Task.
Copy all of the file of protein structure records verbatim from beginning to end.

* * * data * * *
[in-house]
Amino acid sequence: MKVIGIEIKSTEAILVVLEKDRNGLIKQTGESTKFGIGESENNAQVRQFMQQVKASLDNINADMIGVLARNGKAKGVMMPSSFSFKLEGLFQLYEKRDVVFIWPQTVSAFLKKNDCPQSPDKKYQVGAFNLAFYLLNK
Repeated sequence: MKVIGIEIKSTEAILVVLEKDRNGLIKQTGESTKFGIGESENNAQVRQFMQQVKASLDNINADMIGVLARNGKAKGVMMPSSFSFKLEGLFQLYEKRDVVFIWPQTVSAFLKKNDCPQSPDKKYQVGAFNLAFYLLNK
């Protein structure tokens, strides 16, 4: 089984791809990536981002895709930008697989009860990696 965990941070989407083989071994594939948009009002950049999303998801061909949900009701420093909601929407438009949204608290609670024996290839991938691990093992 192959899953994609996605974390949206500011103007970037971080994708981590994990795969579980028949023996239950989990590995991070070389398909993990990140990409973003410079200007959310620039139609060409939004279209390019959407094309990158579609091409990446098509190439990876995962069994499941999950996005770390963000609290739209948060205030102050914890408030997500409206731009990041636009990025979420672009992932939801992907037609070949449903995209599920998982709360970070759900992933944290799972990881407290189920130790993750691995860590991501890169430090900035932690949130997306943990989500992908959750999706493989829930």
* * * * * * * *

[in-house]
Amino acid sequence: MKVIGIEIKSTEAILVVLEKDRNGLIKQTGESTKFGIGESENNAQVRQFMQQVKASLDNINADMIGVLARNGKAKGVMMPSSFSFKLEGLFQLYEKRDVVFIWPQTVSAFLKKNDCPQSPDKKYQVGAFNLAFYLLNK
Repeated sequence: MKVIGIEIKSTEAILVVLEKDRNGLIKQTGESTKFGIGESENNAQVRQFMQQVKASLDNINADMIGVLARNGKAKGVMMPSSFSFKLEGLFQLYEKRDVVFIWPQTVSAFLKKNDCPQSPDKKYQVGAFNLAFYLLNK
């Protein structure tokens, strides 16, 4: 089984791809990536981002895709930008697989009860990696 965990941070989407083989071994594939948009009002950049999303998801061909949900009701420093909601929407438009949204608290609670024996290839991938691990093992 192959899953994609996605974390949206500011103007970037971080994708981590994990795969579980028949023996239950989990590995991070070389398909993990990140990409973003410079200007959310620039139609060409939004279209390019959407094309990158579609091409990446098509190439990876995962069994499941999950996005770390963000609290739209948060205030102050914890408030997500409206731009990041636009990025979420672009992932939801992907037609070949449903995209599920998982709360970070759900992933944290799972990881407290189920130790993750691995860590991501890169430090900035932690949130997306943990989500992908959750999706493989829930």